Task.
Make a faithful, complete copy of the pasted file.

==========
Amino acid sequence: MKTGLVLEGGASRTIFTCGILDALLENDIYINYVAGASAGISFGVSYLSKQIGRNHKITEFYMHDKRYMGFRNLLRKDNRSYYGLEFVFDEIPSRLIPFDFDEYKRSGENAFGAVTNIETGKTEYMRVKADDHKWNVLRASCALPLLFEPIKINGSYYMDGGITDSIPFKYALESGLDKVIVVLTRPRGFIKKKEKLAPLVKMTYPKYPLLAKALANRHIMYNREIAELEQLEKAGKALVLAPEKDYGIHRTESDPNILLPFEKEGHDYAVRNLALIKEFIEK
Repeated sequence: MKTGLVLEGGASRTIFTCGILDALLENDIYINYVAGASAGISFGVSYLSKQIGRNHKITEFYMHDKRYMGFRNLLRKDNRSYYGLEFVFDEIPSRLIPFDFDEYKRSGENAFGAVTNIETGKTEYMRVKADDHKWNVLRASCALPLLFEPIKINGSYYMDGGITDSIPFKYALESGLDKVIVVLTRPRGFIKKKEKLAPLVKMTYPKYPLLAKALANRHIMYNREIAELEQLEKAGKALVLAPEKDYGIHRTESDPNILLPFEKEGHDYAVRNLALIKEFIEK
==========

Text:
Amino acid sequence: MKTGLVLEGGASRTIFTCGILDALLENDIYINYVAGASAGISFGVSYLSKQIGRNHKITEFYMHDKRYMGFRNLLRKDNRSYYGLEFVFDEIPSRLIPFDFDEYKRSGENAFGAVTNIETGKTEYMRVKADDHKWNVLRASCALPLLFEPIKINGSYYMDGGITDSIPFKYALESGLDKVIVVLTRPRGFIKKKEKLAPLVKMTYPKYPLLAKALANRHIMYNREIAELEQLEKAGKALVLAPEKDYGIHRTESDPNILLPFEKEGHDYAVRNLALIKEFIEK
Repeated sequence: MKTGLVLEGGASRTIFTCGILDALLENDIYINYVAGASAGISFGVSYLSKQIGRNHKITEFYMHDKRYMGFRNLLRKDNRSYYGLEFVFDEIPSRLIPFDFDEYKRSGENAFGAVTNIETGKTEYMRVKADDHKWNVLRASCALPLLFEPIKINGSYYMDGGITDSIPFKYALESGLDKVIVVLTRPRGFIKKKEKLAPLVKMTYPKYPLLAKALANRHIMYNREIAELEQLEKAGKALVLAPEKDYGIHRTESDPNILLPFEKEGHDYAVRNLALIKEFIEK